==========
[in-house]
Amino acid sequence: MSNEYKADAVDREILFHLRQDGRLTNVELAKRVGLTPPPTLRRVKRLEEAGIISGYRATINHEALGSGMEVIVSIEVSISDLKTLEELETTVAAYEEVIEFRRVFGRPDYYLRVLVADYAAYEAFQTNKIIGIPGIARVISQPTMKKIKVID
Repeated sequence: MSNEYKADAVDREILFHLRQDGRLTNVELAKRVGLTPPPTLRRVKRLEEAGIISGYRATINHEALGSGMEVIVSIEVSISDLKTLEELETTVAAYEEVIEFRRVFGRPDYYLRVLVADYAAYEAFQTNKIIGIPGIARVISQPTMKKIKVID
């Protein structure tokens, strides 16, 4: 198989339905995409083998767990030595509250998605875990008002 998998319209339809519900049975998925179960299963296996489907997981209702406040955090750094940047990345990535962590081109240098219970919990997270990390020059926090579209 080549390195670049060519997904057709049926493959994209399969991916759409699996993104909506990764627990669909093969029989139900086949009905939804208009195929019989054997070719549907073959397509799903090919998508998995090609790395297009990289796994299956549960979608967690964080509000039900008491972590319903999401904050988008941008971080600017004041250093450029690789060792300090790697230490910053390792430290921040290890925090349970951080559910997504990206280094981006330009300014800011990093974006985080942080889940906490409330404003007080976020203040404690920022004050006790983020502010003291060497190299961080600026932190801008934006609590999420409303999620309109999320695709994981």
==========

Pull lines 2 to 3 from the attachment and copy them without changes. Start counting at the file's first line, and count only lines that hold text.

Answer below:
Amino acid sequence: MSNEYKADAVDREILFHLRQDGRLTNVELAKRVGLTPPPTLRRVKRLEEAGIISGYRATINHEALGSGMEVIVSIEVSISDLKTLEELETTVAAYEEVIEFRRVFGRPDYYLRVLVADYAAYEAFQTNKIIGIPGIARVISQPTMKKIKVID
Repeated sequence: MSNEYKADAVDREILFHLRQDGRLTNVELAKRVGLTPPPTLRRVKRLEEAGIISGYRATINHEALGSGMEVIVSIEVSISDLKTLEELETTVAAYEEVIEFRRVFGRPDYYLRVLVADYAAYEAFQTNKIIGIPGIARVISQPTMKKIKVID